Wildfires or Misfires: What’s Really Burning in the Amazon?

The forest fires in the Amazon have bumped up Ecosia's user base. (Image: Screenshot / YouTube)
The forest fires in the Amazon have bumped up Ecosia's user base. (Image: Screenshot / YouTube)

The Amazon rainforest has been on fire for much of the past month. Instead of working together to put out the fires, politicians seem to be caught up in their own petty fights. To make matters worse, misinformation, hype, and fake images are being widely circulated, stirring up fear and alarm.

The wildfires

Brazil is seeing a record number of fires this year. In fact, the incidence of forest fires is up by 85 percent since last year and is the highest reported since record keeping began six years ago. According to Brazil’s space research center, INPE, almost 80,000 fires have been detected in 2019 so far. The number of fires currently burning in the Amazon is so high that smoke can be seen from space.

But “record-breaking fires” is a term that has no weight, since record keeping goes back only to 2013. And along with the NASA satellite image that captured the smoke from space, most news outlets failed to mention the accompanying NASA caption: “As of August 16, 2019, an analysis of NASA satellite data indicated that total fire activity across the Amazon basin this year has been close to the average in comparison to the past 15 years.”

“According to NASA’s Global Fire Emissions Database, activity is above average in the states of Amazonas and Rondonia, but so far is below average in Mato Grosso and Pará,” (The Epoch Times).

Annually, July and August herald the onset of the dry season in the Amazon region. These months typically see an increase in the number of fires every year. The activity apparently peaks in September before fizzling out by November. Most of the fires are attributed to human activity as people seek to clear out the forest in order to capture land for ranching or farming. Concerned by this, the Brazilian government, led by President Jair Bolsonaro, has banned setting fires to clear land for a period of 60 days.

Amid the crisis, what stands out is that the political leaders of the world seem to be more concerned with their personal wars rather than getting together to solve the problem. When the G7 nations announced an aid package of US$20 million for Brazil to help the country in its fight against the fires, Bolsonaro declined it, claiming that the money makes his country look like a colony. His chief of staff called the aid money imperialist and colonialist.

(Image: Screenshot / YouTube)

The G7 nations announced an aid package of US$20 million for Brazil to help the country in its fight against the fires. (Image: Screenshot / YouTube)

Petty quarrels

The real reason for not accepting the aid seems to be personal tensions between Bolsonaro and French President Emmanuel Macron. Earlier, Bolsonaro had mocked the age gap between Macron and his wife. The French president is 41 years of age while his wife is far older at 66. In response, Macron called Bolsonaro “rude.” This seems to have ticked off the Brazilian president, who went on to refuse the G7 money.

However, Bolsonaro recently indicated that he is open to accepting the money, provided that Macron apologizes. “First of all, Mr. Macron must retract the insults he gave me. First, he called me a liar. Then, the information I had is that our sovereignty is up for grabs in the Amazon… So, before talking or accepting anything that comes out of France’s best possible intentions, he will have to take those words out and then we can talk,” he said in a statement (Independent).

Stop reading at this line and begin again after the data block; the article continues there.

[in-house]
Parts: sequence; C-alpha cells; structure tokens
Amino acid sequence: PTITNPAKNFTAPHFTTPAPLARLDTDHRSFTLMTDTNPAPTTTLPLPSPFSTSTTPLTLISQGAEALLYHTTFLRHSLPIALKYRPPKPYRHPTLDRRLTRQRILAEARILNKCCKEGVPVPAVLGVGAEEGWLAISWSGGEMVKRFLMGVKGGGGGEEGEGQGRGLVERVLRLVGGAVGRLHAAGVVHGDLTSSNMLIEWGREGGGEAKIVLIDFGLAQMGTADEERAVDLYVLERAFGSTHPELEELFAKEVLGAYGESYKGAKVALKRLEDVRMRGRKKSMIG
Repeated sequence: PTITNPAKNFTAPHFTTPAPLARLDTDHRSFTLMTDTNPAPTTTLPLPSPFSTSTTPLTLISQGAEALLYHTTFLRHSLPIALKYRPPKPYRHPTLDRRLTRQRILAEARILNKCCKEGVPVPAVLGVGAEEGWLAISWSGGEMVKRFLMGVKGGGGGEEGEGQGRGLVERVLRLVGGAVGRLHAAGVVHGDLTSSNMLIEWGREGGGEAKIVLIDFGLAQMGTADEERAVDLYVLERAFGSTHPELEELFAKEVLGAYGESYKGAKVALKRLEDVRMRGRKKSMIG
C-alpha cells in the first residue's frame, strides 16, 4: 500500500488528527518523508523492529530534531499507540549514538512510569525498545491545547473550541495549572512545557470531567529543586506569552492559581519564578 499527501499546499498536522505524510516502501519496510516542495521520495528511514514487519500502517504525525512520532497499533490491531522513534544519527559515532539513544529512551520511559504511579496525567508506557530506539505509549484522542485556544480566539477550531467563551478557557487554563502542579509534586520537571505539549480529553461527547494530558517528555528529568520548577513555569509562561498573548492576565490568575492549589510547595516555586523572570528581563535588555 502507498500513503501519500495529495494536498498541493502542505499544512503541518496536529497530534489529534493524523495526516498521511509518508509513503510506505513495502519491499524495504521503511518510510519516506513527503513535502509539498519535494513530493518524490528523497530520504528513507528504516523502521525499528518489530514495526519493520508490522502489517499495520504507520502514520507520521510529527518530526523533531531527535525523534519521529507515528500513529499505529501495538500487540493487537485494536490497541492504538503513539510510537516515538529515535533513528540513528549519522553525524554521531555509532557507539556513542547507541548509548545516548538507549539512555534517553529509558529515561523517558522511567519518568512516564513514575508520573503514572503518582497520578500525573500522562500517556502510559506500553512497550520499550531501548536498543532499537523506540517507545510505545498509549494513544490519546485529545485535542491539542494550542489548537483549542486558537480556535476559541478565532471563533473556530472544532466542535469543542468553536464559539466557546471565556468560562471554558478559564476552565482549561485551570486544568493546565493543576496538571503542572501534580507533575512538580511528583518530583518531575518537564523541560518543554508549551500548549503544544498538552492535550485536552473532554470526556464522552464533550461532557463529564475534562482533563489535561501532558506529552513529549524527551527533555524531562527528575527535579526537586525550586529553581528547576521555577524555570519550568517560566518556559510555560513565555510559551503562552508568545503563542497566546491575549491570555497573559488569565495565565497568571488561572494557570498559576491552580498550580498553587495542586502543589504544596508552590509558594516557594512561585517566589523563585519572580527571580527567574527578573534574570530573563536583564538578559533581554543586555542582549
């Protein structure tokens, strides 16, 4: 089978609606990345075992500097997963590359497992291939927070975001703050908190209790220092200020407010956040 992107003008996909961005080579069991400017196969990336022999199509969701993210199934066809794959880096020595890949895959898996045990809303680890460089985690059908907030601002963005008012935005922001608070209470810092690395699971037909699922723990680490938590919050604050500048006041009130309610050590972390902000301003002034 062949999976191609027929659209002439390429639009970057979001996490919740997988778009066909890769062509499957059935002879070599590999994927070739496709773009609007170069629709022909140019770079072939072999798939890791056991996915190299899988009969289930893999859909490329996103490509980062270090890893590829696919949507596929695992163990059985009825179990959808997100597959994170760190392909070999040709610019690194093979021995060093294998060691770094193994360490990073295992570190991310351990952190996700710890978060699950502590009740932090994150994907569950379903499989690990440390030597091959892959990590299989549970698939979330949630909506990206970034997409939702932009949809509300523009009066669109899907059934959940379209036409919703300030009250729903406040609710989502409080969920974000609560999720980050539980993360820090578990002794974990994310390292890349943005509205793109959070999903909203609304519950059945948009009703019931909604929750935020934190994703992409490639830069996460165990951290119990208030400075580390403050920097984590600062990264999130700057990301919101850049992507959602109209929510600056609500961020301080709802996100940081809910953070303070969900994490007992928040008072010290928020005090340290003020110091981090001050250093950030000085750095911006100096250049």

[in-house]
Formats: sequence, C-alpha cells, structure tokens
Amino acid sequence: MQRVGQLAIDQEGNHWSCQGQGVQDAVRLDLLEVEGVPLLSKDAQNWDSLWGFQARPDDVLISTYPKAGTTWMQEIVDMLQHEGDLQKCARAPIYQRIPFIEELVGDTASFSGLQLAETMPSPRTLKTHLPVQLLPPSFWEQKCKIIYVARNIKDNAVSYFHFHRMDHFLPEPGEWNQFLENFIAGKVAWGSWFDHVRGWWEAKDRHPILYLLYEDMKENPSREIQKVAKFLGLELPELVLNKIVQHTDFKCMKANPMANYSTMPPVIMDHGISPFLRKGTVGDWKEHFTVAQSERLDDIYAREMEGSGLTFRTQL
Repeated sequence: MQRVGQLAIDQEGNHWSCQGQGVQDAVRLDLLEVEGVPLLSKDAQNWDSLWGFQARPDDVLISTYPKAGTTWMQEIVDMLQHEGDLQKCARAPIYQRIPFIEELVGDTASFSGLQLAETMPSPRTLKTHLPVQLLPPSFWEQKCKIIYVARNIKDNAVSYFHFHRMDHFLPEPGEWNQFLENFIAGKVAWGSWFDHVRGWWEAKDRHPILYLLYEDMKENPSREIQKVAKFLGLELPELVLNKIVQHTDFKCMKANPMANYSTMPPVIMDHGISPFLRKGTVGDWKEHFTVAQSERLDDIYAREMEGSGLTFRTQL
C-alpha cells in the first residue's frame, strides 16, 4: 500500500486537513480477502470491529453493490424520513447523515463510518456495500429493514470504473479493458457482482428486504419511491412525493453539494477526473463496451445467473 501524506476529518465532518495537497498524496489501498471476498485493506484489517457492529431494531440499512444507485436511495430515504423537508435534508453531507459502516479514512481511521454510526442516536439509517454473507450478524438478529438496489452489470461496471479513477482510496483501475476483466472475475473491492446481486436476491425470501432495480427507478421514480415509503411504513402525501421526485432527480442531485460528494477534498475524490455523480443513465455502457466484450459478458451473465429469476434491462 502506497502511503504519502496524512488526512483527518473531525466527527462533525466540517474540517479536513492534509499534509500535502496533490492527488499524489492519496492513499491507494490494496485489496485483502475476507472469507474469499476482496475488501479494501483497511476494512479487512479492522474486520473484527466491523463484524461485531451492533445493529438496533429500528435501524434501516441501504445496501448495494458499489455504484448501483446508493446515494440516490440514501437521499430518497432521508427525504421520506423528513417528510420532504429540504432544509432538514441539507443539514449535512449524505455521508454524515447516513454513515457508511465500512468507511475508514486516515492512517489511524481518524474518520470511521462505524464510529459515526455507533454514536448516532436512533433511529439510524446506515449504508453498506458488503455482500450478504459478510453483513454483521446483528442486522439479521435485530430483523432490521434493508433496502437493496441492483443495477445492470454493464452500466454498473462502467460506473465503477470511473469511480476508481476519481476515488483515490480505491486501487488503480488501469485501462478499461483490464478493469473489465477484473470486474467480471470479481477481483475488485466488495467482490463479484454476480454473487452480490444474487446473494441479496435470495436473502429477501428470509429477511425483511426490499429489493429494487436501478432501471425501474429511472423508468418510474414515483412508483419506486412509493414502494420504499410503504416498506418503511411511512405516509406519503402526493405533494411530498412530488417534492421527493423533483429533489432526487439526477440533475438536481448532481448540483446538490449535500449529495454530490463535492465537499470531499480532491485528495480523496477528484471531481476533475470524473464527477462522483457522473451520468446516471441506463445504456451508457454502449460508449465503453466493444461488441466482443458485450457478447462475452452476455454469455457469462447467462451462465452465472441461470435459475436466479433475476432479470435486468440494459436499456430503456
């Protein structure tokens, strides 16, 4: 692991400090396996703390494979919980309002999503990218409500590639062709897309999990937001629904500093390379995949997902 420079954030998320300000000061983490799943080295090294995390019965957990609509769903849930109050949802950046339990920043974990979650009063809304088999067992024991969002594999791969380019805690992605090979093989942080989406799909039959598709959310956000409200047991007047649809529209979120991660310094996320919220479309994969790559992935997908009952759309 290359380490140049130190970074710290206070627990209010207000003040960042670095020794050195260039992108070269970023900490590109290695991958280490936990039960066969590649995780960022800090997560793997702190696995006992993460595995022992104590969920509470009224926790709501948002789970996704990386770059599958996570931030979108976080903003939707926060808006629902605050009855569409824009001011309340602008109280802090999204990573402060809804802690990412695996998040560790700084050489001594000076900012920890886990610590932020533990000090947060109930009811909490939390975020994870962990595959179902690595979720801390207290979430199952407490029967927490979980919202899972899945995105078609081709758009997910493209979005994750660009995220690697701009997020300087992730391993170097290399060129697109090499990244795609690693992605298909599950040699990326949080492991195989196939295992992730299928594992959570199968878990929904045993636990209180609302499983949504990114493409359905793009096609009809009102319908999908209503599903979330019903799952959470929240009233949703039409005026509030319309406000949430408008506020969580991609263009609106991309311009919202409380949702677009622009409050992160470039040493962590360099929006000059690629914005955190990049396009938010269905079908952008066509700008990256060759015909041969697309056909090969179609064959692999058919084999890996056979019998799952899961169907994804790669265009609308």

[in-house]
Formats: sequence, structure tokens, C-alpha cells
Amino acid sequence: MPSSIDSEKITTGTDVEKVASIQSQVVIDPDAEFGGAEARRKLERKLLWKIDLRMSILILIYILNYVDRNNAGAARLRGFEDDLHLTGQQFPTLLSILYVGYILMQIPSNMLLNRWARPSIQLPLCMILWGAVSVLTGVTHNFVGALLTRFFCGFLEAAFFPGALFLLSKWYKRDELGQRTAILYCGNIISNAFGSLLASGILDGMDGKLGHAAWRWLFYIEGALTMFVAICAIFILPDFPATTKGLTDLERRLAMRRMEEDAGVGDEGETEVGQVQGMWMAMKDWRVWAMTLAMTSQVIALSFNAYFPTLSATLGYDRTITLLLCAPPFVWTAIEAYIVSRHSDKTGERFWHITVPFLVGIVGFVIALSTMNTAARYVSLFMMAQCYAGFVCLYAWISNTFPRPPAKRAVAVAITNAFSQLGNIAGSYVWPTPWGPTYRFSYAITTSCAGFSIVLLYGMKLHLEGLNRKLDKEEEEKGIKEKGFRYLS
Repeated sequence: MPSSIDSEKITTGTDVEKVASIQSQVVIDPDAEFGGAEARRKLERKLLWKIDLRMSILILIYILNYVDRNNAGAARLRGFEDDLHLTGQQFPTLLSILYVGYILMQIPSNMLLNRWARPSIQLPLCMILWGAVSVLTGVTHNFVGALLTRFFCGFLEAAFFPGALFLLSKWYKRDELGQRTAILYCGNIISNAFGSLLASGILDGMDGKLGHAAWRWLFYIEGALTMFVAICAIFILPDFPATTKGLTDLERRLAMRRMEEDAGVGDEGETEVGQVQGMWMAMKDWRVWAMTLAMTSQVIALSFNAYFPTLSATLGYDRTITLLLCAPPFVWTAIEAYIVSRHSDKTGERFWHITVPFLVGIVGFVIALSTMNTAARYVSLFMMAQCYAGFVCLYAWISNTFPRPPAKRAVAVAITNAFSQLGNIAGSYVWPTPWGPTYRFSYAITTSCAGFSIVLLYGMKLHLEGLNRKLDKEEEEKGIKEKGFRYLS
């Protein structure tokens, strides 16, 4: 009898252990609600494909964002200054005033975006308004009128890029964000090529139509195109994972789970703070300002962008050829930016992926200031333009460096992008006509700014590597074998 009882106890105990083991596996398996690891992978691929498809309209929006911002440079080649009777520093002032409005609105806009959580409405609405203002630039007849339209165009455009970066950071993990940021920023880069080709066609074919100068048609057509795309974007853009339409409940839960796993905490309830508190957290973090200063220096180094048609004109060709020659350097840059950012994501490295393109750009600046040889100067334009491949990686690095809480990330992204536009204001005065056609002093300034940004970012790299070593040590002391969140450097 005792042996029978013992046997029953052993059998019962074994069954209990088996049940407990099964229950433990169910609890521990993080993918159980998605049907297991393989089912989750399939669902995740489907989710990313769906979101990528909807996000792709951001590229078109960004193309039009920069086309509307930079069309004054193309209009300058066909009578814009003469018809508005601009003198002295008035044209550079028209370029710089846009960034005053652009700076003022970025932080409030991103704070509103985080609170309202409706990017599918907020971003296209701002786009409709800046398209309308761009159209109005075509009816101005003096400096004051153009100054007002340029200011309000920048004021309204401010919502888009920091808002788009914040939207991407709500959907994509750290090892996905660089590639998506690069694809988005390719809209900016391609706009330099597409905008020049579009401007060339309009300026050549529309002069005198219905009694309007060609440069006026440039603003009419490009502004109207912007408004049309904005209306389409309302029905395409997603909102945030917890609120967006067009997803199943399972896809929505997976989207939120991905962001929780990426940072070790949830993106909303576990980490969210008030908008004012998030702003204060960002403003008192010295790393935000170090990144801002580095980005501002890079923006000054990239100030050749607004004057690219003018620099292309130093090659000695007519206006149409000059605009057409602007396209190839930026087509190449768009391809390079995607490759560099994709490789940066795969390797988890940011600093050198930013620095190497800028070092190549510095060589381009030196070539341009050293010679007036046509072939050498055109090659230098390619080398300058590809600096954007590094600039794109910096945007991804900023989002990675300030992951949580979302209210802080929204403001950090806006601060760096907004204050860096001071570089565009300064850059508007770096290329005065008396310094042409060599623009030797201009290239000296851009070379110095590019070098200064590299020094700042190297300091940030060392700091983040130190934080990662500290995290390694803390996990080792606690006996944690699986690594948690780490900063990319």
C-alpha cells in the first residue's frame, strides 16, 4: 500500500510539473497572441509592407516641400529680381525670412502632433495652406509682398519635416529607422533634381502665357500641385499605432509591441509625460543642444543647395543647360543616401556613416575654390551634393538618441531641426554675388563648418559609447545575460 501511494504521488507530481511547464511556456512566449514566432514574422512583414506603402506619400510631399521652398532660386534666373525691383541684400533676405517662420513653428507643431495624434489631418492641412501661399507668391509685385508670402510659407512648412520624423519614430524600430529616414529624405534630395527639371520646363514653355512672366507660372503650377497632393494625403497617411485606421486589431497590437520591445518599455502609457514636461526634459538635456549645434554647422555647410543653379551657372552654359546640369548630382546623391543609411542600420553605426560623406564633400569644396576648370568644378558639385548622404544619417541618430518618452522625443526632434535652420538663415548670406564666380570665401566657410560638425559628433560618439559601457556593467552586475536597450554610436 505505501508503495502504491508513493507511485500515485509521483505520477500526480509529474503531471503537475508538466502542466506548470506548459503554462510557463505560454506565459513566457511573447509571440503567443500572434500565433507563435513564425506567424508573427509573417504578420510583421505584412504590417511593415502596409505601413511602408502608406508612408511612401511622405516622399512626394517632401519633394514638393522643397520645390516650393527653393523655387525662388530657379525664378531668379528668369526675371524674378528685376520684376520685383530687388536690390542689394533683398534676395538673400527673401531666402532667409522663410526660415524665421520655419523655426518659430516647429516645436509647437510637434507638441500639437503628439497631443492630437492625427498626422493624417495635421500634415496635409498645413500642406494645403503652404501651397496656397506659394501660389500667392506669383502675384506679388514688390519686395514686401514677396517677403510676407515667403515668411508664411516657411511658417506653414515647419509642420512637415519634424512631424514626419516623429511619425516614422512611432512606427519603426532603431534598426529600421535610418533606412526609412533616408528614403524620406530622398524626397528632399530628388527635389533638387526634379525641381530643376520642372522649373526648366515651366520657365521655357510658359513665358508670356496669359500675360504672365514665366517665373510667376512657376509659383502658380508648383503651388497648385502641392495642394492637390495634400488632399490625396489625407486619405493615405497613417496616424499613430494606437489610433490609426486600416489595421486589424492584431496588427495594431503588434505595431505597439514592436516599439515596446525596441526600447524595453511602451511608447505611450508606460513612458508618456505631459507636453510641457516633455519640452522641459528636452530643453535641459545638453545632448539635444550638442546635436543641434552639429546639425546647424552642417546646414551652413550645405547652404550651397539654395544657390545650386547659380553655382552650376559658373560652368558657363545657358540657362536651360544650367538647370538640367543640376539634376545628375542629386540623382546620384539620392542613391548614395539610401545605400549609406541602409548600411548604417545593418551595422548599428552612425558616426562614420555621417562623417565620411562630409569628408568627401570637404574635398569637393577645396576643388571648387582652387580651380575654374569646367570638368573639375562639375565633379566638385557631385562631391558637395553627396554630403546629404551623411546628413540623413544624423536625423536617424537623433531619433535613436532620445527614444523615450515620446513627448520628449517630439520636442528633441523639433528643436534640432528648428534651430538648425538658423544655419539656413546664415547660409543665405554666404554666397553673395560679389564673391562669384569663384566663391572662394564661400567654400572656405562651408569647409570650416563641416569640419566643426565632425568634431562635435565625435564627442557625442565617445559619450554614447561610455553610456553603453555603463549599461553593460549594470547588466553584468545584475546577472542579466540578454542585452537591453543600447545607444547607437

Fraudulent funding campaigns

Fake reports and statistics are circulating online creating a sense of fear and urgency about the crisis. Some groups are soliciting funds in the name of helping communities affected by the fire and protecting the Amazon moving forward. Multiple Instagram accounts are encouraging people to donate to their campaigns. One such fake charity that was being run in the name of National Geographic promised to donate $1 for every like received on their posts.

Fake facts

A popular myth going around is that the Amazon produces around 20 percent of the world’s oxygen. This is a wrong claim, according to several experts. Yadvinder Malhi, an ecosystem ecologist at Oxford University’s Environmental Change Institute, says that the Amazon generates around 16 percent of the oxygen produced on land. But if we include the oxygen produced by phytoplankton in the ocean, the Amazon’s contribution to the world’s oxygen amounts to only 9 percent. Now, trees don’t just exhale oxygen, they also inhale it. In fact, trees inhale a bit more oxygen than they exhale. When this is also taken into account, the net oxygen effect of the Amazon comes to around zero.

(Image: Screenshot / YouTube)

The majority of the world‘s oxygen is created by phytoplankton in the ocean. (Image: Screenshot / YouTube)

Fake images

French President Macron parroted the 20 percent oxygen myth in one of his tweets while also circulating a fake image. His tweet was countered by Brazilian athlete Ana Paula Henkel. “Mr Macron, the Amazon does not produce 20% of the planet’s oxigen. Secondly, the photo you used is very old from years ago, that’s called ‘fake news’ these days and does NOT help the Amazon. Last but not least, you have an approval rating of 22% in France, fix your house first,” she said in a tweet.

Celebrities like Leonardo DiCaprio, Madonna, Cristiano Ronaldo, Jaden Smith, and others have all been propagating such fake news and photos without actually realizing that their claims are false. Though it is indisputable that the fires raging in the Amazon are a menace that needs to be stopped, spreading incorrect information doesn’t help in the least.

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